Beam lift - a study of important parameters : (1) well bore orientation effects on liquid entry into the pump. (2) Pumping unit counterbalance effects on power usage. (3) Pump friction and the use of sinker bars.




Carroll, Grayson Michael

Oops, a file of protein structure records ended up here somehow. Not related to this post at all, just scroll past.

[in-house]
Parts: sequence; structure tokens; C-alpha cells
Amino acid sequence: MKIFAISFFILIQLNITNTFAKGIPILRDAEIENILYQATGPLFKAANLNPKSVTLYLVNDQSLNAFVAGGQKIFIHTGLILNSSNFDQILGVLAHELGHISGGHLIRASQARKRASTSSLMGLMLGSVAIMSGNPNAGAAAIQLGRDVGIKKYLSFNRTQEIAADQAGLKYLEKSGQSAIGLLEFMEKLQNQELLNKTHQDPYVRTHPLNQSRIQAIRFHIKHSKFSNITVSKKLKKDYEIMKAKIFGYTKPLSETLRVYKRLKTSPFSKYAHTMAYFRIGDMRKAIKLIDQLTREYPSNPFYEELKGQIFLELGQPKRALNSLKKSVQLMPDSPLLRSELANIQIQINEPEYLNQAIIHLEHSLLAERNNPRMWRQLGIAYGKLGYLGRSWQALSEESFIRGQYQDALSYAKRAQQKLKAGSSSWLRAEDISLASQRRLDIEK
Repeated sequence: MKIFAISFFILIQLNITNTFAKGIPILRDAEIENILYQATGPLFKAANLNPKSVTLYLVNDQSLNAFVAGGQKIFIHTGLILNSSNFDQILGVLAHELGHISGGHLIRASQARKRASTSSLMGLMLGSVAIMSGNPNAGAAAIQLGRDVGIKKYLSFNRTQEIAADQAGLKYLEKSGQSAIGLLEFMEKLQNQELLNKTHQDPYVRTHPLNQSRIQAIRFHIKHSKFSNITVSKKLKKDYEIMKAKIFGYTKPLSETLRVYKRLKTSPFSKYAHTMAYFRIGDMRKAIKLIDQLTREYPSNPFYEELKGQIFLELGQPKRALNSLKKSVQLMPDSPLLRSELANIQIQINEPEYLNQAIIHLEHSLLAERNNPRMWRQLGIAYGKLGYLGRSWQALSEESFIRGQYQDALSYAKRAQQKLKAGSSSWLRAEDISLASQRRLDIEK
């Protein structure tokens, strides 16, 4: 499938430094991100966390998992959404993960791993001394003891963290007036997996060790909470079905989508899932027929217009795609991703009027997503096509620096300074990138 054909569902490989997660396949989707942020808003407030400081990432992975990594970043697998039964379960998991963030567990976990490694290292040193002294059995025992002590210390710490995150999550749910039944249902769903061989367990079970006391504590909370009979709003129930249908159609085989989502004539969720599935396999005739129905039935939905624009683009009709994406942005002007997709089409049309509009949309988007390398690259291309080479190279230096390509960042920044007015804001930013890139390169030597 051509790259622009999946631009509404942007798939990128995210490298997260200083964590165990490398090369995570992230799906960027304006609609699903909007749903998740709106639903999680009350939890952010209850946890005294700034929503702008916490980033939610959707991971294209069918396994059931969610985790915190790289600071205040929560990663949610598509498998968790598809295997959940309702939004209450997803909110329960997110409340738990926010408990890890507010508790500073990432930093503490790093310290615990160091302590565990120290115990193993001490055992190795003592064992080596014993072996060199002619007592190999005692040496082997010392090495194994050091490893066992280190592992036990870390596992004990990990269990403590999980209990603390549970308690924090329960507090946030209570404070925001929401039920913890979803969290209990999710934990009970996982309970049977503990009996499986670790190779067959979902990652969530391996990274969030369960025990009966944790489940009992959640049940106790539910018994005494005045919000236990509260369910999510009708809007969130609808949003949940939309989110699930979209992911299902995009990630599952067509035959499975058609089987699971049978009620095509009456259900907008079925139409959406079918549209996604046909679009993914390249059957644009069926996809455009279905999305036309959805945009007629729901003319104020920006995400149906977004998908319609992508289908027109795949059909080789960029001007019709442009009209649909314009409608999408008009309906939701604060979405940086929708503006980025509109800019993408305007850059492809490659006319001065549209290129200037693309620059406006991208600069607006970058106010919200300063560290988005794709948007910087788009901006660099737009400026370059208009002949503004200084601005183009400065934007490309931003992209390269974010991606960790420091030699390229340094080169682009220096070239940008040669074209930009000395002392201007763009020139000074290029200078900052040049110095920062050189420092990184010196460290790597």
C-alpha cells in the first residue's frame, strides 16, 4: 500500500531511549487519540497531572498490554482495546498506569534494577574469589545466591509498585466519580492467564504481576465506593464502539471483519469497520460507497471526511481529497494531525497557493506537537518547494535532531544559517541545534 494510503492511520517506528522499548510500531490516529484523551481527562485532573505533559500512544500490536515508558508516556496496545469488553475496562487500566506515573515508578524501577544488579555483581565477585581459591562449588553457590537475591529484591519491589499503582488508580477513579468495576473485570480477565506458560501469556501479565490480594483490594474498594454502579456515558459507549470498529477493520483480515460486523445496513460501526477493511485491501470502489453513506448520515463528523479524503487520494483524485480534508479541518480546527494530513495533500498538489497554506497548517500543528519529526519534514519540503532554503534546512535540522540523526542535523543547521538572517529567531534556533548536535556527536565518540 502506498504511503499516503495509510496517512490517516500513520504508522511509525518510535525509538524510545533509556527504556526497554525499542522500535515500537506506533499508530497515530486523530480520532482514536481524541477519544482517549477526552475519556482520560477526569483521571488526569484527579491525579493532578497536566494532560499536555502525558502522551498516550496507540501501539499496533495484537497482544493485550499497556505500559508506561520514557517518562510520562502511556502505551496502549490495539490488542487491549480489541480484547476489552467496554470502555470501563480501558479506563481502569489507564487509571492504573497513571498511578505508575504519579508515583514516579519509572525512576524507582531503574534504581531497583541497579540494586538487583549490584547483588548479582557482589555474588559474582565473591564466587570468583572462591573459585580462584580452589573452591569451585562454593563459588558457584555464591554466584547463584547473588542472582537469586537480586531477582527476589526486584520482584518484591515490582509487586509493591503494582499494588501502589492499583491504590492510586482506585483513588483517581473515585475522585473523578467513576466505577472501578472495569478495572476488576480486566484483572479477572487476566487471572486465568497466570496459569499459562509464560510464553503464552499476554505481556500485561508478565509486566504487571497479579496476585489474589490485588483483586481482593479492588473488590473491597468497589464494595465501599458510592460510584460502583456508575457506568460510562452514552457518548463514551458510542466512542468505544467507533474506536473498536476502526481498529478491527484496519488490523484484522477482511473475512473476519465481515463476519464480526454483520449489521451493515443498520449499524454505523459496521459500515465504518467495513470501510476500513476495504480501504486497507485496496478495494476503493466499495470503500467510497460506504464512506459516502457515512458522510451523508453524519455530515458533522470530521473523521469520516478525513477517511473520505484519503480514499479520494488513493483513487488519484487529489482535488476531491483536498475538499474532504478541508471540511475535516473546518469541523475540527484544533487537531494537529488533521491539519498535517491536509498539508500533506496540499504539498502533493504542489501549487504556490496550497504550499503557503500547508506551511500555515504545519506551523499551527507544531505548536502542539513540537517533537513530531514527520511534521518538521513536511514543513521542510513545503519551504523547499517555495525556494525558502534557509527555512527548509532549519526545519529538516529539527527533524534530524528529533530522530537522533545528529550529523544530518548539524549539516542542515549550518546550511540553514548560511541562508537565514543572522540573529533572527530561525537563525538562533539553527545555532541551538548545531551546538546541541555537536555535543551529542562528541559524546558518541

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This study will discuss three different aspects of rod pumping. Chapter 1 will focus on flow regimes associated with low-pressure horizontal wells. By understanding how oil and gas interact with each other both in the horizontal and vertical portions of the wellbore, downhole pump assemblies can be optimized to increase pump fillage. The addition of a flexible dip tube into the horizontal section of the wellbore allows for the ability to set the pump above the kickoff point but is only effective the dip tube can be engineered to be submerged in the fluid. Chapter 2 is an evaluation of the effect of pumping unit counterbalance on power consumption. If the pumping unit is out of balance, it will generate power during portions of the stroke. The Motorwise motor controller attempts to save power by shutting off the motor and allowing the rotational inertia of the unit to operate the pump. Although this device does save power on pumping units that are out of balance, it was concluded that it was of little use if the operator can maintain balance of the pumping unit. Chapter 3 discusses the role of viscous friction in rod string design and the importance of sinker bars in counteracting compression forces at pump level. On the downstroke, the plunger must overcome any mechanical friction as well as the viscous friction from fluid flowing through the traveling valve and the annular space between the plunger and inside of the barrel. In a barrel completely full of liquid, the plunger will establish a free fall velocity. If the plunger is required to fall faster than free fall, the plunger must be pushed. If the plunger can reach terminal velocity with additional weight, the increase in viscous friction inside the pump equals the weight added. Thus, the critical plunger velocity for the onset of buckling of a ¾” sucker rod varies depending on the viscosity of the fluid. Adding a single 1.5”, 25-foot sinker bar is sufficient to counteract the compression from viscous pump friction up to practical pumping speed limits.


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